{5}  Petitioners argue that licensing persons to carry concealed, loaded handguns violates Article II, Section 6 of the New Mexico Constitution.  That provision states:

No law shall abridge the right of the citizen to keep and bear arms for security and defense, for lawful hunting and recreational use and for other lawful purposes, but nothing herein shall be held to permit the carrying of concealed weapons.  No municipality or county shall regulate, in any way, an incident of the right to keep and bear arms.

N.M. Const. art. II, § 6.  Petitioners focus on the phrase "nothing herein shall be held to permit the carrying of concealed weapons."  They interpret that language as a prohibition against carrying concealed weapons and a restriction on the Legislature from enacting laws allowing the carrying of concealed handguns.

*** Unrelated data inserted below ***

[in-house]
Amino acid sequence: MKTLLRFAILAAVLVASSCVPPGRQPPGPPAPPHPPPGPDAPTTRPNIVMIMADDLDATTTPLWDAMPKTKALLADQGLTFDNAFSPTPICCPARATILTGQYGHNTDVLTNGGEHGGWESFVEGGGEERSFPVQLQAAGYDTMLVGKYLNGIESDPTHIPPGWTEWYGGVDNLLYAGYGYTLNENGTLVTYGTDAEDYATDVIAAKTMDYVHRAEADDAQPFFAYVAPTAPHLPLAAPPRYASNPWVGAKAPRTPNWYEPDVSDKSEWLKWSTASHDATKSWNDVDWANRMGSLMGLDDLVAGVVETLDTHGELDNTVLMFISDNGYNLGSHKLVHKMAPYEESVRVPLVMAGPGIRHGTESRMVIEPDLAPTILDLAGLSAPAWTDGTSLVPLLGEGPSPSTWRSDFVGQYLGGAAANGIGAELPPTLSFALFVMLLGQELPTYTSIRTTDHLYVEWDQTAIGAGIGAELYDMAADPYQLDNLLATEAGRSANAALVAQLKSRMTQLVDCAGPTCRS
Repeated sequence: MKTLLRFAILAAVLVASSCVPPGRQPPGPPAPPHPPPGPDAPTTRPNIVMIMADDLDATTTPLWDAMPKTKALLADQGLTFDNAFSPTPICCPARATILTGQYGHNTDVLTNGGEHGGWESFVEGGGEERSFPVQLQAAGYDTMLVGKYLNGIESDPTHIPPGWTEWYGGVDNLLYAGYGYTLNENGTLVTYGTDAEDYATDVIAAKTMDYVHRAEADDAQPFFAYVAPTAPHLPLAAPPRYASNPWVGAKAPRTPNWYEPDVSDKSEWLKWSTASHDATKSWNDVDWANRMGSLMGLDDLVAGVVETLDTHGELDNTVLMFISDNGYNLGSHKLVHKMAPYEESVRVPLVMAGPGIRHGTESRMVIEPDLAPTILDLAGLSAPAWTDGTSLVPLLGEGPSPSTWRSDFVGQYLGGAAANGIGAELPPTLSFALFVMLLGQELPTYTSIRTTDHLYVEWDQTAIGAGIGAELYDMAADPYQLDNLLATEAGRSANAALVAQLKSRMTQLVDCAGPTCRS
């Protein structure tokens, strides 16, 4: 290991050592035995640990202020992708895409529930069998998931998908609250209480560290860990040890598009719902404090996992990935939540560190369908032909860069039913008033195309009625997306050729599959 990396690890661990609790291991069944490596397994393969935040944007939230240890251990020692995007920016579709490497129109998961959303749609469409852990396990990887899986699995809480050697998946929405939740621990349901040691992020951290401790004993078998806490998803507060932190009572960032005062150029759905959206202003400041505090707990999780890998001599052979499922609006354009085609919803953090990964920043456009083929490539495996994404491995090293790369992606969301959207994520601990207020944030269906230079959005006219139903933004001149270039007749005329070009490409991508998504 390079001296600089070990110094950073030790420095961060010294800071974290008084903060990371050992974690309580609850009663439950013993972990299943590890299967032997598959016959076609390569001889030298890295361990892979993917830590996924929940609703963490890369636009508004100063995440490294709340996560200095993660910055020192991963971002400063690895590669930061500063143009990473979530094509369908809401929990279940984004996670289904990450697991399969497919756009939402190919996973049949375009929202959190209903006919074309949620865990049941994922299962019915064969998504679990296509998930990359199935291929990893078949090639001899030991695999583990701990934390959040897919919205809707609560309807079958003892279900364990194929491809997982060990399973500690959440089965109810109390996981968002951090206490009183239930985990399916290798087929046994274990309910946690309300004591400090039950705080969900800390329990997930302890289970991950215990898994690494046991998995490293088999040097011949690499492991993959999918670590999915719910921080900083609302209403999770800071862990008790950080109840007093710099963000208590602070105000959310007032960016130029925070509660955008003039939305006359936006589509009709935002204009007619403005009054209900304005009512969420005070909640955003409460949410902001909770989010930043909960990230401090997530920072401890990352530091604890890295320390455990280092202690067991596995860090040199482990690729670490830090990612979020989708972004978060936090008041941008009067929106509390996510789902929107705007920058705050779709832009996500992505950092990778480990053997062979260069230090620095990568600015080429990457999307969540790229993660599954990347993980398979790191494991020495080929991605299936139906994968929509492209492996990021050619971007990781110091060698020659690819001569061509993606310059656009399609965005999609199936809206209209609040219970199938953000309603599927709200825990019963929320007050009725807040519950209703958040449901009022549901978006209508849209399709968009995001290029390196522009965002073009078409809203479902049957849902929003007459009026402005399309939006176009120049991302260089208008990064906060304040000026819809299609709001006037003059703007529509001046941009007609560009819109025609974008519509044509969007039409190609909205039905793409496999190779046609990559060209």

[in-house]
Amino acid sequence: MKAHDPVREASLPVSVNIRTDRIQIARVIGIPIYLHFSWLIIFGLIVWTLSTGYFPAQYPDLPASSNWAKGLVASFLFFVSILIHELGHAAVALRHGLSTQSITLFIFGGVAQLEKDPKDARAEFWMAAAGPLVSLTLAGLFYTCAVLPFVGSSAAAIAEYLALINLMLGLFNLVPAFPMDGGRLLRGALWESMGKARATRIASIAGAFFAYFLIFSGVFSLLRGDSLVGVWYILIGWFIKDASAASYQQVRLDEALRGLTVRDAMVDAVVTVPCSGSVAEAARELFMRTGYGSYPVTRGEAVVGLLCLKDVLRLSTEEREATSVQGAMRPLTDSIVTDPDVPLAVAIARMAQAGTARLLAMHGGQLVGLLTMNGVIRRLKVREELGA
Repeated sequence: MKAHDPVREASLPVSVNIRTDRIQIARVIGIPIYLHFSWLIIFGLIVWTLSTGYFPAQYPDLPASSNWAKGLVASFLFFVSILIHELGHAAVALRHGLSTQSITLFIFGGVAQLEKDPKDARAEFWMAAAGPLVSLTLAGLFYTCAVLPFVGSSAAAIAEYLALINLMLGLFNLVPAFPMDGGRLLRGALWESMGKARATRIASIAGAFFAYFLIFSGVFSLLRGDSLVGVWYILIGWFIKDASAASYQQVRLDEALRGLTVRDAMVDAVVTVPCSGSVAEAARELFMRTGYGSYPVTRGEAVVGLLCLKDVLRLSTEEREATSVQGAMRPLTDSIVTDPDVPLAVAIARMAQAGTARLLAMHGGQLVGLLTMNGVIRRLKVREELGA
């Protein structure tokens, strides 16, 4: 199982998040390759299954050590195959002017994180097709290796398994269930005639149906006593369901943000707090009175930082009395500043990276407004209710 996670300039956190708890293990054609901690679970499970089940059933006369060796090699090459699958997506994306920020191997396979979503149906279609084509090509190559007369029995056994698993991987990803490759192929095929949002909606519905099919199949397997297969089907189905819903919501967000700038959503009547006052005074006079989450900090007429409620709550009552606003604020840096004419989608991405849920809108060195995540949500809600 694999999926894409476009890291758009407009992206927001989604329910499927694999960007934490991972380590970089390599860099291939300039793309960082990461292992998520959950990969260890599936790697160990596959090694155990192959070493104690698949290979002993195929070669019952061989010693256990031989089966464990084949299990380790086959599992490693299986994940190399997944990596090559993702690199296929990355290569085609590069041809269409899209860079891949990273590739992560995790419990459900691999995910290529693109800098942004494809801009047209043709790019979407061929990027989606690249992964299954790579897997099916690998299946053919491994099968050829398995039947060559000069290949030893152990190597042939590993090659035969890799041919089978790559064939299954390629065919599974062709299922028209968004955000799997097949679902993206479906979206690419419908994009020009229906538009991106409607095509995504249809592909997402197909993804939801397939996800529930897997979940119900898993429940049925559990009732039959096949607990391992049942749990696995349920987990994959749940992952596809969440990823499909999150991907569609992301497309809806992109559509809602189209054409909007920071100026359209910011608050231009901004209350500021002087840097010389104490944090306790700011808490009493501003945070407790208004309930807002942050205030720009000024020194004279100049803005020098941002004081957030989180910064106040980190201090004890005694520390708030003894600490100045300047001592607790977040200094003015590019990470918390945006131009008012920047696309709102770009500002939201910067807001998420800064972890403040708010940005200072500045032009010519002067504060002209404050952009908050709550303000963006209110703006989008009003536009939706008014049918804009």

{6}  In reviewing a constitutional challenge to a statute, we do not pass judgment on the wisdom of the legislation.  Instead, we measure the Act against the provisions of our state's Constitution to determine its validity.  A statute is presumed constitutional.  City of Albuquerque v. Jones, 87 N.M. 486, 488, 535 P.2d 1337, 1339 (1975).  For the reasons that follow, we conclude that Petitioners' challenge has not overcome that presumption of constitutionality.